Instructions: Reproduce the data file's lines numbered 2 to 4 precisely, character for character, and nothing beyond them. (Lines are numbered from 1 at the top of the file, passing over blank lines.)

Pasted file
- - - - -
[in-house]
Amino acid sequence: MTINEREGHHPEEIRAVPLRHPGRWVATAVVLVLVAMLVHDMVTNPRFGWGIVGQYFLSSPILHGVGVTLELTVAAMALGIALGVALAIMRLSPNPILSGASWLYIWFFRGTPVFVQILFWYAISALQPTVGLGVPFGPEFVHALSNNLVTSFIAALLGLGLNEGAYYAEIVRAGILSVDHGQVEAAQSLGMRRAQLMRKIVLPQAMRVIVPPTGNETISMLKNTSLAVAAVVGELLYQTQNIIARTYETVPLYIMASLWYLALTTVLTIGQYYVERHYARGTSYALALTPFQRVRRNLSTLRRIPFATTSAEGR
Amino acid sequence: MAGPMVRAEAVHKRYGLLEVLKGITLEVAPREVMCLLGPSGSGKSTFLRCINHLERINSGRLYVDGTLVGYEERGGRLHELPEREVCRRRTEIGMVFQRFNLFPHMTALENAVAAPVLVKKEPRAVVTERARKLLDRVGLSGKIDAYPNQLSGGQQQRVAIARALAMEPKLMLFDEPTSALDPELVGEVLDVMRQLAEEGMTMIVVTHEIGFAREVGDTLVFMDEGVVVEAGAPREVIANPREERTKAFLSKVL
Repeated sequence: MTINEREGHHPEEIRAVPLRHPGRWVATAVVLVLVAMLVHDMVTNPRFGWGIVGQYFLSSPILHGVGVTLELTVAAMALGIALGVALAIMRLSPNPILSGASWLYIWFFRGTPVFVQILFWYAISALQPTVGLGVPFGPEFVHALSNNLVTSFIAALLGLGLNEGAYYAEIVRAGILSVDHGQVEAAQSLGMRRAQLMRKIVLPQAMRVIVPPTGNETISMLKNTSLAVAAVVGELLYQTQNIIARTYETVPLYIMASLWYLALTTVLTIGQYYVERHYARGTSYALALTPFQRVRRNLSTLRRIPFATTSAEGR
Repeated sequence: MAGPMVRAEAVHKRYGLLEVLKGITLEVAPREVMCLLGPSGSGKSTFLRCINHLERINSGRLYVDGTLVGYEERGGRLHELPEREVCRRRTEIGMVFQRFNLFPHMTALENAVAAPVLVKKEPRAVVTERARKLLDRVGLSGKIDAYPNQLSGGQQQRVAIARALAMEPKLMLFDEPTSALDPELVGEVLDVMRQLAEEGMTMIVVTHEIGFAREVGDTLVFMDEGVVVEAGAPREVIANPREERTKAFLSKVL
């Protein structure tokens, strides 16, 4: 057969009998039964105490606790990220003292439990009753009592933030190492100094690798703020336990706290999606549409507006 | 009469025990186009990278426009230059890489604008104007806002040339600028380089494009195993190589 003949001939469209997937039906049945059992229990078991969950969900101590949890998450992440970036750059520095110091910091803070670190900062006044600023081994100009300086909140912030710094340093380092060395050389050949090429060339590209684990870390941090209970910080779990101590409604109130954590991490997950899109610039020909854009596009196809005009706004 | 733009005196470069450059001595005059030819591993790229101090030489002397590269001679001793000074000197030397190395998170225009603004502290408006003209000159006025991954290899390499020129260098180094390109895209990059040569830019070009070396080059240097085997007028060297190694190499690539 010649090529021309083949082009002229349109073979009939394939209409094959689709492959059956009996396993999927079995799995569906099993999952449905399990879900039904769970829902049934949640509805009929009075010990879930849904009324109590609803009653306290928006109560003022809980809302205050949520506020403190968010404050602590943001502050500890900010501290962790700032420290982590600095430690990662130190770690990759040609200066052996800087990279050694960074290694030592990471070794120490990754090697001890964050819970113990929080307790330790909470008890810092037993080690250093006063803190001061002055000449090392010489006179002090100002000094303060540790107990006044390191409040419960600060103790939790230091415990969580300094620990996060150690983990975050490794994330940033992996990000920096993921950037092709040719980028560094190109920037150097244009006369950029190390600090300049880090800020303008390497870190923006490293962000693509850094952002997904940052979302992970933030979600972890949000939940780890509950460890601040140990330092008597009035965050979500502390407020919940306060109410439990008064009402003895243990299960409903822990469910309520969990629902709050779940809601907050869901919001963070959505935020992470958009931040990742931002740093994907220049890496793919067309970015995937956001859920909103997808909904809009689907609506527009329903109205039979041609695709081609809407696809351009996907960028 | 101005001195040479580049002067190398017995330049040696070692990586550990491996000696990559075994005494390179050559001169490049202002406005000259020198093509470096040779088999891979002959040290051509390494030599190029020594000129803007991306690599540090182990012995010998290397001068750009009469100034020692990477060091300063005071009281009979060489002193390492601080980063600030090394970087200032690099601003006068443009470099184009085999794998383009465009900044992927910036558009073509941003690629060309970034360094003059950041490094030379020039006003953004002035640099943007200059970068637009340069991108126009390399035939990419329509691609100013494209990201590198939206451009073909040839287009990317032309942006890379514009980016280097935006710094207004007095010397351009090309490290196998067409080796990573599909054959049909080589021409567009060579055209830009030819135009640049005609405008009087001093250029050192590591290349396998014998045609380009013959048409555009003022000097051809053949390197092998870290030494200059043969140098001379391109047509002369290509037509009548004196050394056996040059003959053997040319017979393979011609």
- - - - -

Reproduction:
Amino acid sequence: MTINEREGHHPEEIRAVPLRHPGRWVATAVVLVLVAMLVHDMVTNPRFGWGIVGQYFLSSPILHGVGVTLELTVAAMALGIALGVALAIMRLSPNPILSGASWLYIWFFRGTPVFVQILFWYAISALQPTVGLGVPFGPEFVHALSNNLVTSFIAALLGLGLNEGAYYAEIVRAGILSVDHGQVEAAQSLGMRRAQLMRKIVLPQAMRVIVPPTGNETISMLKNTSLAVAAVVGELLYQTQNIIARTYETVPLYIMASLWYLALTTVLTIGQYYVERHYARGTSYALALTPFQRVRRNLSTLRRIPFATTSAEGR
Amino acid sequence: MAGPMVRAEAVHKRYGLLEVLKGITLEVAPREVMCLLGPSGSGKSTFLRCINHLERINSGRLYVDGTLVGYEERGGRLHELPEREVCRRRTEIGMVFQRFNLFPHMTALENAVAAPVLVKKEPRAVVTERARKLLDRVGLSGKIDAYPNQLSGGQQQRVAIARALAMEPKLMLFDEPTSALDPELVGEVLDVMRQLAEEGMTMIVVTHEIGFAREVGDTLVFMDEGVVVEAGAPREVIANPREERTKAFLSKVL
Repeated sequence: MTINEREGHHPEEIRAVPLRHPGRWVATAVVLVLVAMLVHDMVTNPRFGWGIVGQYFLSSPILHGVGVTLELTVAAMALGIALGVALAIMRLSPNPILSGASWLYIWFFRGTPVFVQILFWYAISALQPTVGLGVPFGPEFVHALSNNLVTSFIAALLGLGLNEGAYYAEIVRAGILSVDHGQVEAAQSLGMRRAQLMRKIVLPQAMRVIVPPTGNETISMLKNTSLAVAAVVGELLYQTQNIIARTYETVPLYIMASLWYLALTTVLTIGQYYVERHYARGTSYALALTPFQRVRRNLSTLRRIPFATTSAEGR